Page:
The largest problem developers have with bootstrapping a project is that they focus way too much on building vs solving a customer pain point. This leads to bloated MVPs and little feedback from customers.

Devs need to flip their focus. Instead, spend a lot of time with customers, build marketing landing pages, which include mockups of the software, and see if you can attract paying customers. Gather feedback early and often.

Once you're successful with that, you'll have a clearer path of what to build. Then go build it.

The magical part of this approach is that you'll have most of your sales and marketing pitch down by this point, so launching your project into a business will be so much easier and more likely to succeed.


I can also read it like this, though:

> The largest problem d̶e̶v̶e̶l̶o̶p̶e̶r̶s̶ people have with b̶o̶o̶t̶s̶t̶r̶a̶p̶p̶i̶n̶g̶ ̶a̶ ̶p̶r̶o̶j̶e̶c̶t̶ doing their own thing is that they focus way too much on b̶u̶i̶l̶d̶i̶n̶g̶ what they like to do.

Isn't that the whole point of doing your own thing, though? If you really want to make money (desperately) the strategy would certainly change, but a lot of developers are really just pursuing a hobby or side project with a (probably unrealistic) dream of striking gold.


I suppose it could. I guess one would need to look down deep to understand what would make them most happy in the end. Taking the risk of running a business should be part of that consideration.

Personally, doing my own thing has been about personal freedom and optionality. I don't think you need to make it big to fulfill that dream.

Many people believe that you need to build a billion dollar company or you've failed. There is nothing wrong with making a $100k/year business and enjoying the fruits of your labor.

Happiness should be the goal.


This. Also read the book “Challenger Sale”. Solutions, not products, earn you money.


Ive done this a few times. 1 more successful than others. I would strongly push back on presales not being a possibility in your industry.

every single person says that, but the reality is a lot more likely to be the thing you want to build doesnt have enough value to the customer to part with their cash today.

Also agree with everything below. don't worry about this stuff right now. The sole focus should be what problem do people have that I can solve. Once you figure that out, and build an MVP, then you could worry about fancy business design.

"Getting the flywheel moving" is an incredibly hard part. You most likely will never move past this stage, which means all energy spent not trying to solve that singular issue will result in waste.

As far as paying for features, Id also strongly suggest against this. Initially, and for years to come, if your project is successful there will probably only be 1 major reason a customer hands you money to solve their problem.

This might be bc you save them 10 hours a week of manual labor, or ensure no mistakes are made while processing time sheets or guarantee uptime for production (whatever it is). Even though that might sound like very few people want it, if you can find a few you are on to something.

Anytime spent building a feature because a client paid for it will not be time well spent (all things considered).

I work on an enterprise rapidly scaling b2b SaaS app in finance space. We took lump sums early on from customers and now have 5-6 different "features" in our apps that have to be maintained, supported, all unique to 1 financial institution.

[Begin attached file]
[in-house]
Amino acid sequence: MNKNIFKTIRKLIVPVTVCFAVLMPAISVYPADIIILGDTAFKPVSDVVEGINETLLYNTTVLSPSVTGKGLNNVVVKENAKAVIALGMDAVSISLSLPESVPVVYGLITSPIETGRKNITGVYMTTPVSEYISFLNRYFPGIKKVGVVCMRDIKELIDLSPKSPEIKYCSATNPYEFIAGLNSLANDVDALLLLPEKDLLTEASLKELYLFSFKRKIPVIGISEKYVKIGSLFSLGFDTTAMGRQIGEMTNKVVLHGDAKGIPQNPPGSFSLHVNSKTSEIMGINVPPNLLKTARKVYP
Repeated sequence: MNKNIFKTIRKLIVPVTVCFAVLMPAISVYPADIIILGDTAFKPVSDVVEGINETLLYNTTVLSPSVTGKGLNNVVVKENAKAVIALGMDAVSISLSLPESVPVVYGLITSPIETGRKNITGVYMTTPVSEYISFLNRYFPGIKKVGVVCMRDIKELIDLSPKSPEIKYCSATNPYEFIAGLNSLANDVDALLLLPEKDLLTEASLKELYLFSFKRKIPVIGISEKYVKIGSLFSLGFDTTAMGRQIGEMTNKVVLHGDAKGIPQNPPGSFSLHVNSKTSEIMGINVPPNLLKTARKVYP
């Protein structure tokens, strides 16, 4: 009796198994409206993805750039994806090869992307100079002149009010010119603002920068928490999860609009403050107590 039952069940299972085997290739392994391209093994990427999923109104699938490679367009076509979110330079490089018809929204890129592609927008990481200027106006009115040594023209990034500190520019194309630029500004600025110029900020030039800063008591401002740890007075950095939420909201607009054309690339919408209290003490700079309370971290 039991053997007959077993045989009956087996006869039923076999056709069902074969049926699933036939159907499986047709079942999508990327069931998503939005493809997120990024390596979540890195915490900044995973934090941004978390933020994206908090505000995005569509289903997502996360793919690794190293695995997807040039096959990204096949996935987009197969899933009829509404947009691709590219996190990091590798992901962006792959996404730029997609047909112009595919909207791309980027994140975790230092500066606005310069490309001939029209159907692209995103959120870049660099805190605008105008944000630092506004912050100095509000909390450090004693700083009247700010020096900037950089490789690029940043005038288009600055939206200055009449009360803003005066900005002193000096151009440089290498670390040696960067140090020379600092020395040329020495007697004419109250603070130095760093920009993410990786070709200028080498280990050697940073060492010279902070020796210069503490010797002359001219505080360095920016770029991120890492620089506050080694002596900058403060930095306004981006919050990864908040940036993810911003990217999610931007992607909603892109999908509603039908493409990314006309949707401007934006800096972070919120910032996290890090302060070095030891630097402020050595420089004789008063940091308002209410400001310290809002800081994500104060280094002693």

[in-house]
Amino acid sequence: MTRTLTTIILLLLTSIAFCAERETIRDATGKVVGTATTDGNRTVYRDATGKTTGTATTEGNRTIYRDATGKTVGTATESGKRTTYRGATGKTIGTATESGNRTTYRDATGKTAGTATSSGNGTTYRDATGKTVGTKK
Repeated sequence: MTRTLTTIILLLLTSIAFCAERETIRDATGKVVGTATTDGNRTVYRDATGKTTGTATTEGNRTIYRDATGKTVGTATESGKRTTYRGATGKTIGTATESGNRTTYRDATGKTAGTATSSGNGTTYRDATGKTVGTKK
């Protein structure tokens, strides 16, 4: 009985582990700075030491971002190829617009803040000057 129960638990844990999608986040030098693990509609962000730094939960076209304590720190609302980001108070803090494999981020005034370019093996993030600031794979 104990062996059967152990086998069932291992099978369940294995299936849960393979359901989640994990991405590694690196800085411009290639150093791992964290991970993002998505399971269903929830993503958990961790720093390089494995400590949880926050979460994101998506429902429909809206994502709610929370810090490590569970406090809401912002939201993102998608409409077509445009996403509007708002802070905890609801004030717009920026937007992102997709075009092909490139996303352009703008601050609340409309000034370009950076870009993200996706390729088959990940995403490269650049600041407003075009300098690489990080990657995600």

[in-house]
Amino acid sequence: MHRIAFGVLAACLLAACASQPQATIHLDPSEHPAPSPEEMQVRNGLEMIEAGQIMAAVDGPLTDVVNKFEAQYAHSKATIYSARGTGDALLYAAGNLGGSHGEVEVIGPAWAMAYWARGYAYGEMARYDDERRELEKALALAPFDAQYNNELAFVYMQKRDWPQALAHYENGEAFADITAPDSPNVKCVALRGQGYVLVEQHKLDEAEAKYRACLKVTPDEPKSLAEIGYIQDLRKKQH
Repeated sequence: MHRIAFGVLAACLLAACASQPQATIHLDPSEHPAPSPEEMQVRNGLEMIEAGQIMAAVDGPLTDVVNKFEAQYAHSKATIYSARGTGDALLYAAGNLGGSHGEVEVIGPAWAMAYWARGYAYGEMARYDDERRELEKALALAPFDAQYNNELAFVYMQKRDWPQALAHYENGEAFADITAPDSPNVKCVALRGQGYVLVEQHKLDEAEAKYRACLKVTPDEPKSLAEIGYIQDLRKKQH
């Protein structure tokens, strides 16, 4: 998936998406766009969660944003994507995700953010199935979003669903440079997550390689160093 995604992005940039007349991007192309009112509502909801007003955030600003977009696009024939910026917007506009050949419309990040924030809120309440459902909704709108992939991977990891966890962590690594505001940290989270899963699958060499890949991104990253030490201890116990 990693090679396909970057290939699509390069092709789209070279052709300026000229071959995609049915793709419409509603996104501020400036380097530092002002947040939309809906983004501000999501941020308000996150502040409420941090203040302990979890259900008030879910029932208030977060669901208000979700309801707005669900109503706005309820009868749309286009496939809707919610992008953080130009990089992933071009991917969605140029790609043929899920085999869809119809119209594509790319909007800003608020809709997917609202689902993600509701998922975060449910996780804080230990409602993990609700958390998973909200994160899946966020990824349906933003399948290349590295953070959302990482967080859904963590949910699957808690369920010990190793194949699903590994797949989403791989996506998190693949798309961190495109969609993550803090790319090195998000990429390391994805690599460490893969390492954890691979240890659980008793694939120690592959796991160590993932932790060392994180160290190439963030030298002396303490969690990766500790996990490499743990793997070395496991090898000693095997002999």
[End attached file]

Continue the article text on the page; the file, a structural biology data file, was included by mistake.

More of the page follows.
It might not sound like a lot, but when you're trying to get developers up to speed, help them understand the code base, and there are things like that, it really costs, and those costs scale exponentially.

Each feature we have to ensure works with this, doesn't break anything. etc. when we only had 2 developers this was something everyone knew. Now that we have multiple teams, its really, really expensive.

Tread lightly. Solve the first problem in front of you fairst (find a problem people will give you money TODAY to solve). If you succeed at that, you will have $$$ to solve your other problems.


So, to expand a bit on the concept of paid features, my current strategy, I give two options:

1) The paid feature, if it is based on a fixed fee, includes a warranty period, where we will prioritize fixing breaking changes as other parts of the codebase change.

Once the warranty period is expired, it required additional payments to fix the feature.

2) No warranty, but the feature cost increases their monthly or yearly SaaS fees, and requires advanced notice if disabling the feature.

As long as the user is paying for the feature, development resources will be devoted to maintaining it.

This also helps steer customers toward option 2.

Honestly, I use both these strategies more-so to prevent wasted time with feature requests the customer has no interest in paying for.

It forces them to find value in what they are asking for, not just because it is a ‘great idea’.


You are over-thinking this. Just build software and sell it.

Contractors would be an awful idea. Expensive, inconsistent. You are standing by your product you should know/trust every line of code in the beginning.

Why are you invoicing yourself for your time?


Lot of very valid advice on achieving product market fit and ticking through the early stages of the business in the comments here. Your questions seems to be more focussed on ”assume I have pmf, would a profit sharing structure be a valid way to incentivise developers / early employees”.

What your suggesting does sound a bit like dividends. Give early employees shares directly and pay them pro-rata on the percentage of shares they own via dividends from the profit. Perfectly valid, possible tax implications and maybe not a long term solution if the company grows to more than a handful of people. Giving people shares directly also removes the long term incentive to hang around.

In truth getting to profit with enterprise software will likely take years. I’ve been running an enterprise software business for almost 3 years and we’re absolutely no where near profitability.